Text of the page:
One key to getting women back to work post-pandemic: Childcare
Wendy Niculescu is ready to get back to work after nearly a year and a half of being a stay-at-home mom.
She is seeing more job openings in her field of nonprofit fundraising after hiring dried up last year. Niculescu and her husband also feel comfortable sending their children back to in-person day care now that they have both been vaccinated against the coronavirus.
But one major issue threatens to complicate her return to the workforce: It could take months for the couple to find a childcare provider in Portland, Oregon, with enough space for their two children, ages two and five.
“The uncertainty of not knowing what’s going to be available is very daunting,” said Niculescu, 39, who is finding that many centers may not have open spots open until the fall.
More than a year into the pandemic, vaccines are widely available in the United States and hiring is picking up, with the labor market adding 916,000 jobs in March and more robust gains expected for April when the Labor Department issues an update on Friday. But some parents are finding that childcare – which was already expensive and inaccessible for many families before the crisis – is even harder to secure than it was before the pandemic.
Many childcare centers across the country are operating with fewer slots than they did before the crisis because of pandemic-related limits on capacity. Some providers, squeezed by lower enrollments and higher costs, closed permanently during the crisis. Others are running with fewer hours.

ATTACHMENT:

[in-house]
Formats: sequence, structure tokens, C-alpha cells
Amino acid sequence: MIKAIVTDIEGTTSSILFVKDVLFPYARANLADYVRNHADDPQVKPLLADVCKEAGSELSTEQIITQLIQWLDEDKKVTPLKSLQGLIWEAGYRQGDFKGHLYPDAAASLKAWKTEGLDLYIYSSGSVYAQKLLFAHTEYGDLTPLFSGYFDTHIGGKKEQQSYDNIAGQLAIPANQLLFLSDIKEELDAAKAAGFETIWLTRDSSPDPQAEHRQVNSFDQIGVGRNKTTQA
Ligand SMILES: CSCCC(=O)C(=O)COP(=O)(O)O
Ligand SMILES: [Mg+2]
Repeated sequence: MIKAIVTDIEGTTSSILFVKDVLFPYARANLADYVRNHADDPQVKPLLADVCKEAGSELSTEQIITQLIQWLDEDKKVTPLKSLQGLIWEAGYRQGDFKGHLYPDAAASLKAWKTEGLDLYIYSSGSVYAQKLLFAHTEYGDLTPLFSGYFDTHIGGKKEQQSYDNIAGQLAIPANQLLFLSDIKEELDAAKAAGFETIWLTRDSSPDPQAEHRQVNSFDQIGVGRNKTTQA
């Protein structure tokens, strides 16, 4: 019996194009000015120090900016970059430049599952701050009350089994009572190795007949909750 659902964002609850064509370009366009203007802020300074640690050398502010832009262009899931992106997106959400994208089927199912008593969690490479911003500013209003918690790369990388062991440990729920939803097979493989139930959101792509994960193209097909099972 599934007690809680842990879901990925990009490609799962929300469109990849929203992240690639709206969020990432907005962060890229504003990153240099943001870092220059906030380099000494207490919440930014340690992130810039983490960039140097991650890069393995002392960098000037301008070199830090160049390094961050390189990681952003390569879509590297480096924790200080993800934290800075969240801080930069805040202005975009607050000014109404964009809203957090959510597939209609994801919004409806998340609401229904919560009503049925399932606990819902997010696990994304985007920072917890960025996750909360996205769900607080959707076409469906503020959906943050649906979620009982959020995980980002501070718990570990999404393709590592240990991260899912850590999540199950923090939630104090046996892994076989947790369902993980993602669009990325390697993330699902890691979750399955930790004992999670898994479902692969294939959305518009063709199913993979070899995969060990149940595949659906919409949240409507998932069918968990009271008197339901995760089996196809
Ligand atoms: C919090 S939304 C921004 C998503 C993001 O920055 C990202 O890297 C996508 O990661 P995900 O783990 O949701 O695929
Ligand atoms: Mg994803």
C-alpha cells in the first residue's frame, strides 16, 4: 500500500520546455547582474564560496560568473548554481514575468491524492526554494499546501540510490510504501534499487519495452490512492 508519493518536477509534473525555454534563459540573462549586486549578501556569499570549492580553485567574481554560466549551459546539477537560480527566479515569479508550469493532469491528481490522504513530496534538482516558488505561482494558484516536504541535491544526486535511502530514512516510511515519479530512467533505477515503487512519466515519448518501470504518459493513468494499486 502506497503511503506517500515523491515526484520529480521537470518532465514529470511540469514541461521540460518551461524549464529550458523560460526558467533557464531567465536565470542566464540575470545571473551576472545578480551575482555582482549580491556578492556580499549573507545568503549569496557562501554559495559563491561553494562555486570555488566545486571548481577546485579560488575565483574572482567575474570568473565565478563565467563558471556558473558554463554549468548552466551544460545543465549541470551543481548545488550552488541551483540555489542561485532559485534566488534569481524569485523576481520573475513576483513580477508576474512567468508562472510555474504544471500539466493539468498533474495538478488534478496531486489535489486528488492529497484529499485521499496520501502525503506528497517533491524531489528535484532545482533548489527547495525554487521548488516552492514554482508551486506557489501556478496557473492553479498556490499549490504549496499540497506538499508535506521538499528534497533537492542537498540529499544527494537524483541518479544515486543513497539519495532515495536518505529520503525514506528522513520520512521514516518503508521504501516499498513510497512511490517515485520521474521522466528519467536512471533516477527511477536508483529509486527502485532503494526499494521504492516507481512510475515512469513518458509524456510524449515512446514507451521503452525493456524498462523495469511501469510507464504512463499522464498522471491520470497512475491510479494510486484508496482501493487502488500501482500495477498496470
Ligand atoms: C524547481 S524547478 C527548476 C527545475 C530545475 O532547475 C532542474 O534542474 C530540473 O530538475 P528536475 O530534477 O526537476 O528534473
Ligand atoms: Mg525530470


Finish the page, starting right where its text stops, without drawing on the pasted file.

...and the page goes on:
The number of licensed childcare providers was 13% lower in December than it was a year earlier, according to the most recent figures available from Child Care Aware of America, a national organization that advocates for broader access to quality childcare.
By February, the number of people working in the childcare industry was down 16% from pre-pandemic levels, according to Labor Department data. And as of March, many childcare providers were running with less than 60% of the attendance they had before the pandemic, according to Procare Solutions, which provides software to more than 30,000 childcare centers.
Now, as more parents like Niculescu seek care, the providers that remain are struggling to keep up with the higher demand.
“Once parents start going back to work, particularly mothers who are going to be re-entering the workforce, will there be enough supply of care to meet the needs of families?” said Mario Cardona, chief of policy and practice for Child Care Aware of America.
Addressing such shortages in childcare will be pivotal to helping the U.S. economy fully recover from the recession caused by the pandemic, economists say.
“It’s pretty clear that women will make or break this economic recovery and mothers are going to be at the center of it,” said Kathryn Anne Edwards, a labor economist at the RAND Corporation. “Will mothers work? … It is an economic question that has probably never been larger than it is right now.”
MOTHERS STRUGGLE TO REGAIN LOST GROUND
Childcare shortages can disproportionately affect working moms, and women of color are facing a heavier burden, research shows.